The same process could be used to study Deepak’s cancer patients. We may not be able to tap into the power on non=locality and the consciousness of the universe–or whatever mumbo-jumbo, word-soup woo he’s serving this week–but if supposedly there is any material effect in the real world there should be some manner to identify and observe that effect.

      If there is never any effect in the real world… then what does that make the aphysical speculation, hypothesis, or wish?

      I might tell you I believe in fairies and they save me whenever I’m in trouble when I chant, “I believe in fairies” and the existence of fairies might be unfalsifiable, but if they never have any real world effect do you then believe in the fairy because I said they exist and that is an unfalsifiable statement?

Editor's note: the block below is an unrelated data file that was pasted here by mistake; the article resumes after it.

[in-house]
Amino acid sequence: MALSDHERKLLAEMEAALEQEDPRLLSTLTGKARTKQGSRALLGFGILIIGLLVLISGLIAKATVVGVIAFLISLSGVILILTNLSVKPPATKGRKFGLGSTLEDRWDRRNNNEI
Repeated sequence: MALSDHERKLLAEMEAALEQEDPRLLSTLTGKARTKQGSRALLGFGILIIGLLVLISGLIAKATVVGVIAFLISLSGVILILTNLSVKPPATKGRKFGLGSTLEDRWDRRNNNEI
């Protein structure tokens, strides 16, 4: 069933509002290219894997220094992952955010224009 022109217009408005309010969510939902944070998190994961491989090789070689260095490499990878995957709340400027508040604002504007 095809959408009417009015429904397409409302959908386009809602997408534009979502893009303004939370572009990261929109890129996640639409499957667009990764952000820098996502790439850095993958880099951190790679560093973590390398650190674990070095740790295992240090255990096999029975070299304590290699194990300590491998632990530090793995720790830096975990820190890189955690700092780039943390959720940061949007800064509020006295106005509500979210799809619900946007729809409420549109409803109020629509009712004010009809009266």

• July 20, 2011 12:11 pm

        Scott .. sincere thanks for giving that a go .. crazy schedule, unexpected change work/cases (no clue how long it will take for me to put a fire out) .. cannot even peek at your video yet to see if the Spirit is suddenly a tooth fairy surface chemistry enamel expert, or what? … hey, maybe that dental patient got his teeth knocked out because an en-Spirit-ed supercharged topologically deformed hockey puck oiled at Edmonton … blew plumb through the man’s Pi hole? .. Mouth-goal! .. hockey fans outta keep their mouths shut? … Scott … when I can come back (urgent work) … then, come back here? … this same thread? … or catch up with you over on another thread on your blog? … what’s good form? … later … Jim

  4. July 19, 2011 10:09 pm

    .. nb, background metrics behind the madness, see both first and second posts …

    “Our Aristotelian schools of fish tales .. pumpkin seed sunfish .. who knows what fish think?”

    … on catastrophe (and catastrophe maths) applied to human religious judgments … (don’t want to get this fancy here …)

    … the reference to Thomas Nagel applies to your questions about New Agers and charismatics …

    Cheers, Jim

  5. July 20, 2011 7:42 am

    I think that if somebody wants proof of material claims, the appropriate response is: “it’s a wicked generation that asks for a sign”. Something about the devil tempting Jesus too.

    • July 20, 2011 9:06 am